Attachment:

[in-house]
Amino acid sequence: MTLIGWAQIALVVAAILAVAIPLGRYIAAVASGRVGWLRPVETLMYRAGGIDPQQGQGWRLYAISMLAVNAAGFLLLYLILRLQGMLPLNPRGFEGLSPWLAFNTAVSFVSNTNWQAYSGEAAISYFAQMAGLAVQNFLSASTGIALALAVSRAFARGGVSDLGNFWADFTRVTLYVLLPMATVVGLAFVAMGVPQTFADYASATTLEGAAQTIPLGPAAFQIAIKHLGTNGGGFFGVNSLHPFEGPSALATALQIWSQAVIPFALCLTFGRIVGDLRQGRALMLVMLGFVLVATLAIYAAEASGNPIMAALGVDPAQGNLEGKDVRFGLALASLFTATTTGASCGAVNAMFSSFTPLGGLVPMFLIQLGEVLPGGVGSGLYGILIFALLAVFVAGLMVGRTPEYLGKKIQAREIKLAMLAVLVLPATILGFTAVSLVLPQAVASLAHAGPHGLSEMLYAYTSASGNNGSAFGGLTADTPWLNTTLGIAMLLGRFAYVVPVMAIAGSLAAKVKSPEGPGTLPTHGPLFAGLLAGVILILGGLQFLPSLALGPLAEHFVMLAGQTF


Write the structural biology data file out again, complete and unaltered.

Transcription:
[in-house]
Amino acid sequence: MTLIGWAQIALVVAAILAVAIPLGRYIAAVASGRVGWLRPVETLMYRAGGIDPQQGQGWRLYAISMLAVNAAGFLLLYLILRLQGMLPLNPRGFEGLSPWLAFNTAVSFVSNTNWQAYSGEAAISYFAQMAGLAVQNFLSASTGIALALAVSRAFARGGVSDLGNFWADFTRVTLYVLLPMATVVGLAFVAMGVPQTFADYASATTLEGAAQTIPLGPAAFQIAIKHLGTNGGGFFGVNSLHPFEGPSALATALQIWSQAVIPFALCLTFGRIVGDLRQGRALMLVMLGFVLVATLAIYAAEASGNPIMAALGVDPAQGNLEGKDVRFGLALASLFTATTTGASCGAVNAMFSSFTPLGGLVPMFLIQLGEVLPGGVGSGLYGILIFALLAVFVAGLMVGRTPEYLGKKIQAREIKLAMLAVLVLPATILGFTAVSLVLPQAVASLAHAGPHGLSEMLYAYTSASGNNGSAFGGLTADTPWLNTTLGIAMLLGRFAYVVPVMAIAGSLAAKVKSPEGPGTLPTHGPLFAGLLAGVILILGGLQFLPSLALGPLAEHFVMLAGQTF